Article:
got pretty good at zeroing in on what they wanted. The thought occurred to me
that if I could ³bottle it² and create an effective interface I could do
something with it.² What Westergren has bottled is a complex
highly-interactive database that allows users to enter the name of a group,
musician or song they like and let the database create a personal ³radio
channel² or playlist of similar music. By name, The Music Genome Project.

As the pieces of music are served up, the listener gets to choose whether
those pieces stay in rotation, aren¹t heard as often or are deleted.
Listeners can also click on the selections and be routed to Amazon where they
can buy CDs or to iTunes where they can purchase individual cuts

Westergren says a song or a group¹s popularity is not a criteria. ³Relevance
is the only thing that drives us; relevance for each individual listener.
Right now each listener can have 100 different stations and the more they
curate them, the more personalized they become.

Creating such a database is not easy feat. The Pandora library currently
holds about 420,000 pieces of music and has been adding nearly 15,000 pieces
of music every month. Pandora employs forty-eight trained music analysts.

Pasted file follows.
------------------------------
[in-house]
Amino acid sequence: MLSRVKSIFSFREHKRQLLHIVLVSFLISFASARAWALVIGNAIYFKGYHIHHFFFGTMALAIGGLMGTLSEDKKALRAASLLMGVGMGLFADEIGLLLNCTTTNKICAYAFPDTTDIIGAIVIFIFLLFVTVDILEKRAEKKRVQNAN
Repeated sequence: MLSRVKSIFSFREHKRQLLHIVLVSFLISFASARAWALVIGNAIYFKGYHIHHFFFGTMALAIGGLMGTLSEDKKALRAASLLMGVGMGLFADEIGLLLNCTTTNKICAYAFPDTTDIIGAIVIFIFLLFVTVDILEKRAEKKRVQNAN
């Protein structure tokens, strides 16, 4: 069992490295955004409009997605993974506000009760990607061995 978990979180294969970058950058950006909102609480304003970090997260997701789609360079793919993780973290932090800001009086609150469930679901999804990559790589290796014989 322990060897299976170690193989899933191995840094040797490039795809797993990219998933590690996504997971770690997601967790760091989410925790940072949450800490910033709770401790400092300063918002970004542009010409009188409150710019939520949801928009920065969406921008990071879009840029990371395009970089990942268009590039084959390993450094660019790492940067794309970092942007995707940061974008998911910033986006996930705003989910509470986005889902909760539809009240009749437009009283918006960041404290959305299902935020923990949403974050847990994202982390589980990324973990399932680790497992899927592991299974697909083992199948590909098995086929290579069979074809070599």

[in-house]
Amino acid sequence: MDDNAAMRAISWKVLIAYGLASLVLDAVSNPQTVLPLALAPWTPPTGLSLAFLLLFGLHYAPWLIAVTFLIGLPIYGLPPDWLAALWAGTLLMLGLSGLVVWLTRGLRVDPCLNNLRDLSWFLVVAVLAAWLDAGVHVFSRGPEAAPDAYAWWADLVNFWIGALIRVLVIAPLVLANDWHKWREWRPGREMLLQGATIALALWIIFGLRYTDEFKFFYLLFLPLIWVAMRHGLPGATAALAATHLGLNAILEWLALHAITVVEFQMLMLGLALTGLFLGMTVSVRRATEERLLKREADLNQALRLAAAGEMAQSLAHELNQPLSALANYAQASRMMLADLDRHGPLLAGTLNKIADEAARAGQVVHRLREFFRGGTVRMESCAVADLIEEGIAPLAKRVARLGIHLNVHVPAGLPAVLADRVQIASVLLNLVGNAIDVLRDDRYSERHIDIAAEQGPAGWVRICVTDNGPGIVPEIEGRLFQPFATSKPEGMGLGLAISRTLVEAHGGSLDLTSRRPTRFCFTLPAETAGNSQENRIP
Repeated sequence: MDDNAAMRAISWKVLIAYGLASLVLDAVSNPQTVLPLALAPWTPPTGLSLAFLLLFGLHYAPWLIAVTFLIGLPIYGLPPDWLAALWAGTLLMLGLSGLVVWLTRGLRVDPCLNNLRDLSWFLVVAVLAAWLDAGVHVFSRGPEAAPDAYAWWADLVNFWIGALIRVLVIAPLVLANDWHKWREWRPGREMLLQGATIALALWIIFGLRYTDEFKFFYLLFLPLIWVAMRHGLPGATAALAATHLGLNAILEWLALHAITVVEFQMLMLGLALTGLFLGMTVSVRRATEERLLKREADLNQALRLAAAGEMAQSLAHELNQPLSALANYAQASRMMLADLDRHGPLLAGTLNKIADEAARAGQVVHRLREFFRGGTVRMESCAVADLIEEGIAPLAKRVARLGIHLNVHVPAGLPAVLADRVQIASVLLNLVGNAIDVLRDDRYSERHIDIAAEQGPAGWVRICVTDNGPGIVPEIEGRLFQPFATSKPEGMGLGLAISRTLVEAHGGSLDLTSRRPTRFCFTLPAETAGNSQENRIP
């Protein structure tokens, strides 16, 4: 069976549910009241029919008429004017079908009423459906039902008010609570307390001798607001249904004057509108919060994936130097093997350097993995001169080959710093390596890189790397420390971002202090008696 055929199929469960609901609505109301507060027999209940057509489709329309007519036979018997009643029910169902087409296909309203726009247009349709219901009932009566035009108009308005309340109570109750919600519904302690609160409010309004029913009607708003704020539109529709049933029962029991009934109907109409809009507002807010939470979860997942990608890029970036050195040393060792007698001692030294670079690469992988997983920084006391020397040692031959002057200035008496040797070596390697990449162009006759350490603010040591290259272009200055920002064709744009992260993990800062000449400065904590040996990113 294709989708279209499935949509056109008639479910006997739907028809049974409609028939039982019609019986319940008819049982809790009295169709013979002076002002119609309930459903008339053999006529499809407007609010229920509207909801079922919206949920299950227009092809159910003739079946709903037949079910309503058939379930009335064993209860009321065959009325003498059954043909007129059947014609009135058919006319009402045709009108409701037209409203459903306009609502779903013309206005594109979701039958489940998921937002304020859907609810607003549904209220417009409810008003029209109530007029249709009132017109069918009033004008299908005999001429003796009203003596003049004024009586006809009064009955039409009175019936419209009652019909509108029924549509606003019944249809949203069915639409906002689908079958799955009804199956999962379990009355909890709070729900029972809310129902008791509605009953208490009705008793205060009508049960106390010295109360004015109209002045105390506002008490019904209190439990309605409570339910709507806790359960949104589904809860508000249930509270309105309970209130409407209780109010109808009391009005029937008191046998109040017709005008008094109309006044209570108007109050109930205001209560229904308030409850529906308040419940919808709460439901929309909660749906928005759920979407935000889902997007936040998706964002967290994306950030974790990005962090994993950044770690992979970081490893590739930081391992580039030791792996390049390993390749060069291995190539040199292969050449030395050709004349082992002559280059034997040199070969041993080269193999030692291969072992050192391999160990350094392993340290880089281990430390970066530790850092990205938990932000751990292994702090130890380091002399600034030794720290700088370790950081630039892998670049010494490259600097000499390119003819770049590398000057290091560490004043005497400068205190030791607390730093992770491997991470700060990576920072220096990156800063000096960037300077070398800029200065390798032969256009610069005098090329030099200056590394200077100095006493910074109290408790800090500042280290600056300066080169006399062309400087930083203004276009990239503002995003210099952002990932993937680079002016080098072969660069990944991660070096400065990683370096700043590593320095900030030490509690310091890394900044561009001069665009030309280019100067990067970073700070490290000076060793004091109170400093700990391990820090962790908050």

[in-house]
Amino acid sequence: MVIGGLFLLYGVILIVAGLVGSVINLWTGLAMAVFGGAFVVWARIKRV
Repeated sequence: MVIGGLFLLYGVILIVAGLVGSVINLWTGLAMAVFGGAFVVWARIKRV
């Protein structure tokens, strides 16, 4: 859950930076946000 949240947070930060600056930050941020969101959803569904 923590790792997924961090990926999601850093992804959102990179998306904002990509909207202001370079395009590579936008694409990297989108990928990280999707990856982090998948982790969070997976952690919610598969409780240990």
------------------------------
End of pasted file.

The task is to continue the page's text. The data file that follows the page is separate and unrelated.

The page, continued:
Having a music major is a requirement. Each analyst must take 150 hours of
training to prepare for the task. Training takes place at the Oakland, CA
headquarters. Westergren says, after training, analysts may spend twenty to
thirty minutes categorizing each piece of music. The result is that each song
has a four hundred point DNA-like database profile that is used to predict
what songs a listener might like.

Last year Pandora caught the attention of Microsoft and an ad revenue sharing
deal was quickly made. For now and in the foreseeable future, Westergren says
ads will be visible on the page, but not audible. Now, with 5 million
subscribers nationally, Westergren has opened offices in London and Tokyo to
take the project international, where they are making performance rights
deals with organizations in different countries.

According to the WiMAX Forum (, you can deploy a WiMax system
and get throughput up to 40 megabits per second for upload and download per
channel, for a range of 3 to 10 kilometers. The revolution may not be
televised after all. Instead it may be webcast.

Ty Ford has been writing for Radio World since 1986. He may be reached at


Ty Ford
Cow Audio Forum Leader

Want better production audio?: Ty Ford's Audio Bootcamp Field Guide
Ty Ford Blog: Ty Ford's Blog

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Justin Stanizzi
Re: Guide to Music Licensing
on Sep 27, 2018 at 9:43:21 pm

Thanks for sharing that! And Pandora just sold for 3.5 billion with ~80 million subscribers, and 6 million paying subscribers!